In Plutarch's Caesar he quotes Caesar as saying "They made this happen. They drove me to it. If I had dismissed my army, I Julius Caesar, after all my victories, would have been condemned in their law courts."

What specifically did Caesar think he would be charged with. Was it for killing the supposedly allied Germans, the one which Cato put a motion forward to turn him over to the Germans? Was it mismanagement of his province? Or was it just simply that he felt his rivals would trump up some charges on him?

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    It's going to be hard to come up with something that isn't a version of "Tomato, Tomahto". – Spencer Jun 9 '18 at 16:06
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    He would be charged for disobedience: his whole Gallic war was not approved by the senate. – Alex Jun 9 '18 at 21:53
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    I dont believe a proconsul required permission to wage a war (they were almost expected to), but i could be mistaken there. also crassus had just left to fight parthia without senate permission and pompey had waged several wars without senate permission. – ed.hank Jun 9 '18 at 22:15
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    Basically anything that would fly. Up to and including parking a chariot on a handicap spot. It would be a political show trial. – Jos Jun 9 '18 at 23:34
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    As I understand it, Caesar was immune to (what passed for) civil lawsuits while he was serving outside of Italy. He was massively in debt, and expected to be sued into poverty after his return. That would have been the end of his political career. – Rob Crawford Jun 18 '18 at 17:55

What specifically did Caesar think he would be charged with. Was it for killing the supposedly allied Germans, the one which Cato put a motion forward to turn him over to the Germans? Was it mismanagement of his province? Or was it just simply that he felt his rivals would trump up some charges on him?

Short Answer:

You mentioned Plutarch's versions of events. You can also check out

  • Appian
  • Cassius Dio
  • Suetonius

Julius Caesar, Nephew to the Great Roman Politician / General Gaius_Marius was born to a noble Roman Family, but he did not have the kind of wealth which would permit him to succeed in Roman Politics and fulfill his ambitions. Worse, pursuing his political ambitions had left him in great debt. To these ends he pursued Governorships in Roman Provinces. The money to be made in Governing a Roman Province was in extortion and in military adventurism. Caesar did both and obtained great wealth as well as enjoying immunity from prosecution. Caesar invaded unstable regions boarding on the provinces he was governing. He used the spoils of these campaigns to build his legions and conduct more lucrative wars. He subdued Gaul and invaded both Germany and Britain successfully. All of this while common was technically illegal. Caesar though knew he would be prosecuted because he used his fame and fortune to curry political power in Rome. His rivals would use his path to wealth as a fulcrum to separate him from his political allies. The Senate aligned with Caesars chief rival Pompey used these illegalities in an attempt to check Caesar's popularity politically. The Senate, lead by Pompey declared Caesar an enemy of the Rome; and after that Caesar crossed the Rubicon and invaded Rome.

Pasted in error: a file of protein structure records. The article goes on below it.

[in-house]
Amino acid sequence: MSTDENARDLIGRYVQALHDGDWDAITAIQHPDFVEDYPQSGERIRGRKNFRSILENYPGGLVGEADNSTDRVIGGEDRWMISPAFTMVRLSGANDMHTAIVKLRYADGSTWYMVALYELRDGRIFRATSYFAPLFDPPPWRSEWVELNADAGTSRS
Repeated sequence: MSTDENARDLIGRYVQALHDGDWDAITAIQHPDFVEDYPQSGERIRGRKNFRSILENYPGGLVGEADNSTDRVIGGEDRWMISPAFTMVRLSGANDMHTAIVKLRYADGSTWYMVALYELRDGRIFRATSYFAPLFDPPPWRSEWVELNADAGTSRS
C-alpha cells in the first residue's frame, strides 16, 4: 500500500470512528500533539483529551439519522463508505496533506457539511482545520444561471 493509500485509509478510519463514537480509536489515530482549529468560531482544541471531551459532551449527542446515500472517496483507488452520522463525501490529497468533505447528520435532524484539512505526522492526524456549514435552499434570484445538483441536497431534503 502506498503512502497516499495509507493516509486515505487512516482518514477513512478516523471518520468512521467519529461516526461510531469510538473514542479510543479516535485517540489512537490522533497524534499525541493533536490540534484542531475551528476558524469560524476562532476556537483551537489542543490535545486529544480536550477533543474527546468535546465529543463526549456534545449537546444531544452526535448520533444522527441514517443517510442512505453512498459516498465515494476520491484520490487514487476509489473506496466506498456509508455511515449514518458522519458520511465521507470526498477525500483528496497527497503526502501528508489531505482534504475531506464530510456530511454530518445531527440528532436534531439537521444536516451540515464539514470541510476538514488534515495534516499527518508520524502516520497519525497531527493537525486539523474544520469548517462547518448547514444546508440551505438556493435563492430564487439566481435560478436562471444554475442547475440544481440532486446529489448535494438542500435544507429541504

Detailed Answer:

When Caesar said this is their (the Senates) fault, If I had disbanded my armies they would have condemned me in court; he's referring to the cat and mouse game he was playing with the Senate and probable more importantly "Gnaeus Pompous Magnus", or **[Pompey the Great][2]**.

Like all great political intrigue, and Julius Caesar is considered one of histories greatest military and political leaders; there where wheels inside of wheels working to propel actions.


Julius Caesar, **[Marcus Licinius Crassus][4]**, and "Gnaeus Pompous Magnus" formed a military-political alliance known as the **[First Triumvirate][3]** around 60BC. Caesar was an up incoming politician from a noble Roman family. Crassus was the wealthiest man in Rome. Pompey was considered the greatest military leader at the time of this alliance. Having fought and won two great wars. Third Servile War (73–71 BC) and the Third Mithridatic War (73–63 BC). After Pompey's wife, Julius Caesars daughter, died 54BC the political alliance between Pompey and Caesar began to frey. Crassus died in a war with the Parthians in 53BC the Triumvirate was shattered.

You see, while Caesar was arguable a junior member of the Triumvirate while the Triumvirate was initially established; while the Triumvirate lasted, Caesar had made the most of his time. Caesar had conquered Gaul, and become a famous military leader, as well as exceedingly wealthy. Worst of all Caesar aligned himself with the plebiscite the common man, who were Pompey's base supporters. Caesar was eclipsing Pompey in wealth, military reputation, and politically. So that's the backdrop.


What was occurring before and during Caesars decision to cross the Rubicon.